It’s pretty obvious that looking good certainly puts you at a competitive advantage when it comes to finding a great job, getting that promotion, or making that next sale. Our society values a professional appearance as an incredibly important feature of any workplace—be it a corporate office or a restaurant down the street. Many people get drug down when shopping for work, thinking that middle age plus size clothing means baggy, bland pieces that are unflattering and frumpy. However, it’s important to shop for success, so that you may be successful.
Find pieces that fit.
Just because you’re not a teenager doesn’t mean you have to dress like a grandma. Find pieces that are flattering to your body type, rather than trying to hide as much as possible. If you can find one pair of slacks that allow you to be comfortable, as well as complement your figure, then buy a few in different colors! Having a base that works well is great, and you can build a fresh look from there. Again, it’s not about hiding under baggy clothes—that oftentimes makes your figure look bigger. Dress to your body.
Don’t be afraid to incorporate color.
Fresh colors make us think vitality and youthfulness. By all means, don’t run to the first magenta top you see! But be sure to free your professional wardrobe from the dull limitations of the grayscale. Particularly when using brown and neutral-warms in your slacks or skirts, be sure to incorporate warm colors—peachy pinks, and delicate greens. Just don’t get stuck on pastels either! These make us think older. Get bold once in a while.
Dressing smartly in the workplace isn’t just about getting ahead of the rest, but also instilling a sense of youthful vitality in ourselves for increased energy and production. So look for middle age plus size clothes that are certainly comfortable, but give you confidence in your appearance and who you are. Go get ‘em!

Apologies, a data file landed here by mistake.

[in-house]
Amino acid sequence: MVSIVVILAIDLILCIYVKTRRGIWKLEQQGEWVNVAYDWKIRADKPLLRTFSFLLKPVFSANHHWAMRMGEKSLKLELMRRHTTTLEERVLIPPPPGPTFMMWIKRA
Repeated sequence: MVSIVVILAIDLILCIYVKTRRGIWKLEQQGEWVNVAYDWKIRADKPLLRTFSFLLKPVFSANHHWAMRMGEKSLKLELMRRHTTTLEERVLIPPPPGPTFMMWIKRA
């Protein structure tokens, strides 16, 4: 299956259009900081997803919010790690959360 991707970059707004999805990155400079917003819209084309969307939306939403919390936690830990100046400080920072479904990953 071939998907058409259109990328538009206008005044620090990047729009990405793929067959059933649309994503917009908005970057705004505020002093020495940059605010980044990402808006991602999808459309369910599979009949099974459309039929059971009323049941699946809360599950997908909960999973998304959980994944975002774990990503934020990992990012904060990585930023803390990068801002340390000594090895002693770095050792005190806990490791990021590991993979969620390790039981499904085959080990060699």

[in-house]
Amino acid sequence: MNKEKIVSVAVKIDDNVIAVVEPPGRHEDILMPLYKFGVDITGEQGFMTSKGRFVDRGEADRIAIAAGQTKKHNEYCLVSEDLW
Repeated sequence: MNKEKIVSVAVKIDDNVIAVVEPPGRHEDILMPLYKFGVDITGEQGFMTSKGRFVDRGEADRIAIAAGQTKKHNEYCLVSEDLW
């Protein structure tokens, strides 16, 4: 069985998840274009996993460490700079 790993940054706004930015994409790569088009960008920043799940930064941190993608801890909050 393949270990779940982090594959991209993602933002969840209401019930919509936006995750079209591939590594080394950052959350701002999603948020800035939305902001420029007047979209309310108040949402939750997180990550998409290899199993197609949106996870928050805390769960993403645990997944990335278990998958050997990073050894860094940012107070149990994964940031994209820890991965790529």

Stephen, Your Designer
“There is an amazing feeling of artistic accomplishment when all the parts come together into one harmonious aesthetic. It's a connection with who you are and the elements you choose to express yourself visually. This is what making clothing is all about for me. It's like when a songwriter hears his first written notes from a voice or a baker who has practiced a recipe and nails it or a figure skater who exceeds her own expectations. I express my sense of art in clothing. I see things in color, shape and texture. I react to the touch of silk on my skin and my eyes are aware of how color combinations make me feel. My goal is to bring all of these intuitive notions to garments that are sized for larger women. If I can accomplish this then I have reached my goal.” – Stephen